Marketing for non-marketeers, lesson 5
As an engineer entering the land of entrepreneurship, you know (over simplification warning) design can be split into two philosophies: hack & patch, or engineer it. I suspect that all but lazy people would prefer the “engineer it” method over “hack & patch.” Unfortunately, we aren’t’ always given enough time or resources to do it right, which leads to the common expression: “Never time to do it right, but always time to do it over.”
A similar concept applies in marketing; except that if you do a rush job on a brochure, no one gets electrocuted. Much less is at stake, and sometimes the “hack & patch”, or “rush job” is more appropriate. With marketing, you can still get by with a rush job if that’s all the time you have. You just have to do it properly. In fact, early on in your entrepreneurship journey, you’re usually better off putting the majority of effort into getting your product right, and only the minimum effective into marketing. Shoot for the minimum effective point in your marketing and put the rest of your resources into the product.
Minimum effective marketing does not equal “ugly” (although, it might very well be). It means, even though you’d love great graphic design, what you need, is simply a clear, accurate message. The message is always the most important part of marketing, and it can stand on its own. A design without the message, however, can not.
Keep in mind that if you’re a well-funded company, you’ll have people to do the marketing for you. That’s not what I’m talking about. This is for the shoestring engineer trying to get a business going. As the entrepreneur, you have three stages of marketing to concern yourself with.
Stage zero marketing
A count typically starts at zero in the digital world, but stage zero marketing is no marketing at all. Don’t go here. You have to do some or no one will know about your product.
Stage one marketing
This is the most common starting place for a new small venture. It can be done wrong, or it can be done right. Please do it right. Done right, it’s clear and concise. It’s easy to read and understand.
In the print world, stage one materials are simple typed information on a page. In the digital world, stage one is a template-based website, simple posts on Twitter, Facebook, and/or LinkedIn, and a few photos or illustrations. The photos aren’t overly cluttered. It’s all simple, inexpensive, easy to produce, and gets the message across. Form isn’t or primary importance. Your only criteria on the form is that it can’t be so poor that it gets in the way of function. If stage one is all you’ve got the time for, go for it. No need to be clever. Just be clear, and don’t try to push too much.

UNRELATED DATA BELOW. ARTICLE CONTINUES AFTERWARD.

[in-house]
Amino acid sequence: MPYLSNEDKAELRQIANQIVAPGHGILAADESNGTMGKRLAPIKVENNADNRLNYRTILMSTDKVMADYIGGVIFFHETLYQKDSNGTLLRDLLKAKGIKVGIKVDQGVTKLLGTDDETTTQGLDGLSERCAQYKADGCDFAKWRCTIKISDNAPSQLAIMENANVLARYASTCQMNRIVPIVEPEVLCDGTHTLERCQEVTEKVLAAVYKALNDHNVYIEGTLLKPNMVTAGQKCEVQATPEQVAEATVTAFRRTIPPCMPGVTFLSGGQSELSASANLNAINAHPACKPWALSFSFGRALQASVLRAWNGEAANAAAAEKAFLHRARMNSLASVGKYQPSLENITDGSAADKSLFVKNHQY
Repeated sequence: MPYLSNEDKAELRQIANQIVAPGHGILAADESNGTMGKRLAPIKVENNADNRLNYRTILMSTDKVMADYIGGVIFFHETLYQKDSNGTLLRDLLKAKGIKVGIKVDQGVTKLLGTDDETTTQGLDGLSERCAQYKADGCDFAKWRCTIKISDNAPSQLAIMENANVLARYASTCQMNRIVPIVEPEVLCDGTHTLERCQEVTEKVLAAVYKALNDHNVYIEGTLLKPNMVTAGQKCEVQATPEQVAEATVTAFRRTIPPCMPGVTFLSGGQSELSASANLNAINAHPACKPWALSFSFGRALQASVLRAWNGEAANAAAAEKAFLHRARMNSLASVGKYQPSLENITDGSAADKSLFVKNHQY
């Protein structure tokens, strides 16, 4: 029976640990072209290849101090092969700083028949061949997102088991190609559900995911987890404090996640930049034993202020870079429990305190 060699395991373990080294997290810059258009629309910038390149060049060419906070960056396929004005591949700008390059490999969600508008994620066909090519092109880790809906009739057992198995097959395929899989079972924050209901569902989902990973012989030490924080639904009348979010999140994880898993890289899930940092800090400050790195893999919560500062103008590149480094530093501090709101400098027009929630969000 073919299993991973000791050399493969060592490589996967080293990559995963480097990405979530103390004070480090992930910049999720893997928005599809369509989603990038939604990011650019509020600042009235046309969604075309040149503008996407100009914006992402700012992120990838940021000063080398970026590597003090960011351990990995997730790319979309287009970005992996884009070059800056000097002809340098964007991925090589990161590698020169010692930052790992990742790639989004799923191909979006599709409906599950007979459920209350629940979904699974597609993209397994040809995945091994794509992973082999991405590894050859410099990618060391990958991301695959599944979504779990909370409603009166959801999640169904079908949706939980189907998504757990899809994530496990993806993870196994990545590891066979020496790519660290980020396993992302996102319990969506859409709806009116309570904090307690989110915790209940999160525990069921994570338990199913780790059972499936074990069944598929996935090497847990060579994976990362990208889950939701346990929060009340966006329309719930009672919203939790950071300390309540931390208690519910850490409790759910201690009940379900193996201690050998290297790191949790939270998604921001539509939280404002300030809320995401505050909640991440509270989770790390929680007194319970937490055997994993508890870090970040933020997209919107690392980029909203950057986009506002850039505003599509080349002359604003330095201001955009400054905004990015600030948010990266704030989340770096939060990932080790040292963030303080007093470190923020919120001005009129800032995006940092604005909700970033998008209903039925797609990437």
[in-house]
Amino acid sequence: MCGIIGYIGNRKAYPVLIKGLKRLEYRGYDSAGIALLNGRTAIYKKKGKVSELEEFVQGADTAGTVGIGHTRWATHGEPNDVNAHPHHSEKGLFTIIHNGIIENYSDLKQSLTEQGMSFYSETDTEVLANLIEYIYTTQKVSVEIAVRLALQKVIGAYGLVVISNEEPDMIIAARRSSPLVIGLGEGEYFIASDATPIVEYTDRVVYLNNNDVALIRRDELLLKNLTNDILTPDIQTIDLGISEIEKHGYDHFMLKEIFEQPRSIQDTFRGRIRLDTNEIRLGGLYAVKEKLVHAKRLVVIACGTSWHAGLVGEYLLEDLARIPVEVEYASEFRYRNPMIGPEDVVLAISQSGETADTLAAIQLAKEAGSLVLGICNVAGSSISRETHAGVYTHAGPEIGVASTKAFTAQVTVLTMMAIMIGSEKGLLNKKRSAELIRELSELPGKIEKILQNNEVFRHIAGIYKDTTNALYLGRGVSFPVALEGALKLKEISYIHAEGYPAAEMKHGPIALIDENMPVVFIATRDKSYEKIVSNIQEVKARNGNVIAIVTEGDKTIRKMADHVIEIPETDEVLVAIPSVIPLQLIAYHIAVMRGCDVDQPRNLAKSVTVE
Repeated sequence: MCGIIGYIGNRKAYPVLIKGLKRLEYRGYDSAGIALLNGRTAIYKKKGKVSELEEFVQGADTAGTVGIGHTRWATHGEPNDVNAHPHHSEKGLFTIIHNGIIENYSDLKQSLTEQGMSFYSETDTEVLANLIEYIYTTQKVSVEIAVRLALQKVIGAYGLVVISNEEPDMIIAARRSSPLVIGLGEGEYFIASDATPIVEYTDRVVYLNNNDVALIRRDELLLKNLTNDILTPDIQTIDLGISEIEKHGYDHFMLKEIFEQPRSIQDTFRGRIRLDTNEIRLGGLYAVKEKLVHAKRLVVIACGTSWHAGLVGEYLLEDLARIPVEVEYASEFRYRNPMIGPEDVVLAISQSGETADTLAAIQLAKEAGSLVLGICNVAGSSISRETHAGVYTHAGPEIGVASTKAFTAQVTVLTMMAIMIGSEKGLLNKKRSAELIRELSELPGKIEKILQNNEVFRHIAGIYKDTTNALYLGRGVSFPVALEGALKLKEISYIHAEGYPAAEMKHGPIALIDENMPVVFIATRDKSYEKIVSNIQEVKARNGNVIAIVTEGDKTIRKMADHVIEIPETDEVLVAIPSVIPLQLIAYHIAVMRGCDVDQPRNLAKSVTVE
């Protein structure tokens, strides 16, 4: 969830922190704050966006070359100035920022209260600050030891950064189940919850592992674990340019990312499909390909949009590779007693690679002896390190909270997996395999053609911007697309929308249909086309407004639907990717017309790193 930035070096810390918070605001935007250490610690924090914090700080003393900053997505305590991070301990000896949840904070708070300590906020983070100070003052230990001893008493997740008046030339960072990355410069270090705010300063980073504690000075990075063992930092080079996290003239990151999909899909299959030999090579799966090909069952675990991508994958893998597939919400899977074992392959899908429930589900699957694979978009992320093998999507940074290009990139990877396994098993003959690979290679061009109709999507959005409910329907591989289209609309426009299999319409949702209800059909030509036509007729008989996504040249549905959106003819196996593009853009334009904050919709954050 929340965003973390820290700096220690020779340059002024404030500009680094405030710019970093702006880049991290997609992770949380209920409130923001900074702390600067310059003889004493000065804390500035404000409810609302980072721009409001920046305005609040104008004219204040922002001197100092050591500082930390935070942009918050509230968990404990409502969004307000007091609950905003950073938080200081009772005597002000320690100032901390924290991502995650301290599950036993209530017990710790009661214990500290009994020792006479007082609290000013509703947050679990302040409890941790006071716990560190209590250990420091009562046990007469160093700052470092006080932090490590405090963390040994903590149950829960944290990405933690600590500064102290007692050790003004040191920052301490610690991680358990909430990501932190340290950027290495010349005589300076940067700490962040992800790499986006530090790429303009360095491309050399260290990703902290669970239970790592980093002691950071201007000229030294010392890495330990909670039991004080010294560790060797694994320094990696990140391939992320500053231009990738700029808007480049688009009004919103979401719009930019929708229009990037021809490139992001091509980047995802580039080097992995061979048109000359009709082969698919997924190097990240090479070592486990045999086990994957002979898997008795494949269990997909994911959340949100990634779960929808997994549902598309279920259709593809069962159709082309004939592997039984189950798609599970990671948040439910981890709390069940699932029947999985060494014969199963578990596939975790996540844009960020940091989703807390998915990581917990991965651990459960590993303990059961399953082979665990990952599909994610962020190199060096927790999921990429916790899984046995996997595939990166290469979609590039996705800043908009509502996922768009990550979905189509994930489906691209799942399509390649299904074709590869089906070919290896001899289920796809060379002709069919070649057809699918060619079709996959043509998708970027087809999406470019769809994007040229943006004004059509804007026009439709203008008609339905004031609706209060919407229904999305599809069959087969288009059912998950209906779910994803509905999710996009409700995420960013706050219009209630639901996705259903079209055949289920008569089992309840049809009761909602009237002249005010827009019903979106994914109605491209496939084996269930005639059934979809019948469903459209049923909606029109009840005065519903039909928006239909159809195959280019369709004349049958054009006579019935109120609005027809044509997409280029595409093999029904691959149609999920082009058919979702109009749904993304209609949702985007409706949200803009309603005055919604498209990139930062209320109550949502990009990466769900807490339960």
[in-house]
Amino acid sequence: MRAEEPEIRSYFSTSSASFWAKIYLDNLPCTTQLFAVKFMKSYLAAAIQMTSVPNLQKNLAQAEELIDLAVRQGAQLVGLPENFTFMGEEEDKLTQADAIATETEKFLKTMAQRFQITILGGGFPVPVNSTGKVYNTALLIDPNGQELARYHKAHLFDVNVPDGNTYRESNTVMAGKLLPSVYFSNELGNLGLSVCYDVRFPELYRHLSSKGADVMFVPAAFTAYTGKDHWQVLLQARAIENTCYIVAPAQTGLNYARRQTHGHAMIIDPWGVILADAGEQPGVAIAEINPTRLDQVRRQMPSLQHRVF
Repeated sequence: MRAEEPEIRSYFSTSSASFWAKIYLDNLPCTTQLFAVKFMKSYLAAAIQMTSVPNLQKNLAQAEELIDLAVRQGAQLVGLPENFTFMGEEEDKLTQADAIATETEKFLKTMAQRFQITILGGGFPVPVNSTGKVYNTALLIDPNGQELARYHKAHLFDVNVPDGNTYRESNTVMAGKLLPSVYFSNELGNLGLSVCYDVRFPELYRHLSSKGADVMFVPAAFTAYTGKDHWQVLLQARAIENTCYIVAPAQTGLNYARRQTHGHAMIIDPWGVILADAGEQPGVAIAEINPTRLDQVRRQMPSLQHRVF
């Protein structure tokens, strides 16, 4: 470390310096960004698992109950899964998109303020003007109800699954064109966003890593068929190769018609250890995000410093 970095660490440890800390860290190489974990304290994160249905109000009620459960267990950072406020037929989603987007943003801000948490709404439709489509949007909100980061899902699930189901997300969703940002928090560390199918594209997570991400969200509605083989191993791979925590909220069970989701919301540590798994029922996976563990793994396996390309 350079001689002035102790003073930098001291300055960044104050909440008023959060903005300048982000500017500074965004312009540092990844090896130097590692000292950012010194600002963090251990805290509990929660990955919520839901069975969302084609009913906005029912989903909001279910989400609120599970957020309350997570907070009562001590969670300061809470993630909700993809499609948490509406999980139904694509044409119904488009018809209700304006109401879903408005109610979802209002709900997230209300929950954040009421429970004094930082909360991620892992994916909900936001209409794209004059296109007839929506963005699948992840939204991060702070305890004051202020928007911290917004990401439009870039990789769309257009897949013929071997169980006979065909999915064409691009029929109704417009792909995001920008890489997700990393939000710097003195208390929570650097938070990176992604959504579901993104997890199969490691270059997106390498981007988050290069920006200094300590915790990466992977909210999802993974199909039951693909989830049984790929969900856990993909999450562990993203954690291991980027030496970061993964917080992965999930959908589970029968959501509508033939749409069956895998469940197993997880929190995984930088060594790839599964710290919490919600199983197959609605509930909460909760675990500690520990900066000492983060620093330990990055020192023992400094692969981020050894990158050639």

What you want to say isn’t important. What is important is what your potential customers need to know in order to make an informed decision. This is not the time to be in love with yourself. Think about what would be important to a customer and focus on communicating that.
Stage two marketing
You’re a little further along and want to present a better image, so you invest in some layout, either in house, or contracted. Stage two materials are still fairly simple and very clear. Efforts toward making it nice just enhance the message. Form does help, to the extent that it makes the message more readable and more approachable. Polish is there to enhance, not clutter.
On the web, you’ve got a decent layout, with information divided up into bite size pieces, and well organized. The imagery fits what you are trying to do, and can be related to by your customers. You’ll be more active in the appropriate social media and will be building a following.
Stage three marketing
This is where you decide to say: “We’ve arrived!” You’ve got funding, or have hit a revenue threshold, and want to show the world that you’re somebody. You’ve created a world beater and it needs to be dressed like one. It’s time for the BMW and the Armani suit. You’ve earned the splash and flash and anyone who says otherwise just doesn’t get it.
Right? Anyone? Anyone?
I speak from experience; almost every startup gets to this point, and it’s easy to spot. In the print world, it comes in 8 x 10” brochures, extra thick paper, high gloss or metallic ink. On the web, it’s elaborate FLASH animation, high production value videos, and a lot of “look at me” messaging. The problem with stage three, is that the urge to stand out and be clever overrides the instinct to actually communicate.
I’ve seen numerous examples of stage three material over the years. They are all beautiful, and they all communicate virtually nothing about what is being sold and why anyone should care. Stage three is also far more expensive than it needs to be. It’s usually so expensive, that it has to be rationed out. This is the type of material that give marketing a bad name.
Stage four marketing
If you’re wise and care about sales and profit, you’ll skip over stage three and jump here, to stage four. Stage four is only a bit more elaborate than stage two. Again, form is only important to the extent that it helps the message. Stage four materials are attractive. They’re clear, and convey a message of value. Prospects and customers feel connected to what you’re selling and can easily find the information they need.
Appearance is important. That’s why cars come in more than one color, but appearance is always secondary to communication. If anything you do in marketing does not help potential customers understand you and your product, toss it.
One two three four, who are we marketing for?